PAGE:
Defendant Attempted To Reverse Lottery’s Decision To Deny Payment on Winning Tickets Illegally Submitted by His Son; Judge Prohibits Defendant From Engaging in Gaming or Lottery Activity
BOSTON — The owner of a Dorchester convenience store can no longer sell lottery tickets after pleading guilty in connection with bribing a Lottery official to persuade him to pay more than $5,600 in prize money on five winning tickets the Lottery had refused to pay, believing the tickets were illegally submitted, Attorney General Maura Healey announced today.
Tuan Tquan, a.k.a. Tommy Tran, age 59, who owns Smoke Shop and More in Dorchester, pleaded guilty in Dorchester District Court to the charge of Illegal Gratuity to a Public Employee (1 count). Judge Samir Zaganjori sentenced Tquan to probation for a period of two years and ordered him to stay away from the involved lottery official, and not engage in any gaming or lottery activity without authorization. The $500 he used to pay the bribe was forfeited.
On Nov. 23, 2020, Tquan’s son presented five winning Lottery tickets totaling $5,601 to the Lottery and signed five claim forms, verifying that he was the sole recipient of the payment and was not claiming the prize to assist another person in the avoidance of taxes. After finding discrepancies in the son’s statements to Lottery officials about where he purchased the winning tickets, the Lottery opened an administrative review and withheld payment for the winning tickets. During this process, Tquan told Lottery officials he gave the winning tickets to his son as a wedding gift. The Lottery ultimately determined that Tquan’s son was not the proper claimant for the winnings as he was not the purchaser of the tickets (a Lottery requirement), and denied his claims. His son appealed the Lottery’s denial.
While the appeal was pending, Tquan called the Lottery official multiple times insisting that they were his tickets and he did not want to keep waiting for the money. On April 26, Tquan offered to give the Lottery official $500 if he would pay his son’s claims. The Lottery official reported the attempted bribe to the Massachusetts State Police and the Attorney General’s Office, who orchestrated a meeting between Tquan and the Lottery official on May 25 during which Tquan was observed handing the Lottery official $500 and walking away with the phony prize money he received in return. He was then arrested by State Police.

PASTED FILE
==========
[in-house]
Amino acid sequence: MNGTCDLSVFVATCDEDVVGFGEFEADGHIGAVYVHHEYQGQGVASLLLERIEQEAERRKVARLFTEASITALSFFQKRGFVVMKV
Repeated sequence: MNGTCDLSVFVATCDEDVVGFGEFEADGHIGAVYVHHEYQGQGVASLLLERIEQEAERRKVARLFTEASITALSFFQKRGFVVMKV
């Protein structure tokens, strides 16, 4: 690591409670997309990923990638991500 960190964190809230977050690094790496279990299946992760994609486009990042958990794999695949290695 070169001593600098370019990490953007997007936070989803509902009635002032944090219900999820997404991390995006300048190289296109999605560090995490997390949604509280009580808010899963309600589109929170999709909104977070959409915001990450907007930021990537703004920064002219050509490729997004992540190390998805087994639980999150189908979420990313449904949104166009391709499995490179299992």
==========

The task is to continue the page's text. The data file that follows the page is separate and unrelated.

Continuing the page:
On the day of his plea, Tquan was arraigned on additional charges related to the seizure of six illegal gaming machines from his convenience store on June 30. The illegal machines were discovered when Lottery officials visited Tquan’s store, following his initial arrest, to serve him with a notice of his suspension and remove the Lottery’s equipment from his store. The machines were later seized during the execution of a search warrant. Tquan pleaded not guilty to Keeping a Common Gaming House and Unlawful Operation of Gaming Devices. The gaming case against Tquan is pending, and he is due back in court on October 26 for a pretrial hearing.
The case is being prosecuted by Chief of AG Healey’s White Collar and Public Integrity Division Michele Granda. It was investigated by the Massachusetts State Police assigned to the State Office of Investigations and the Attorney General’s Office, along with the Massachusetts Lottery Commission. The gaming case was investigated by the AG’s Gaming Enforcement Division.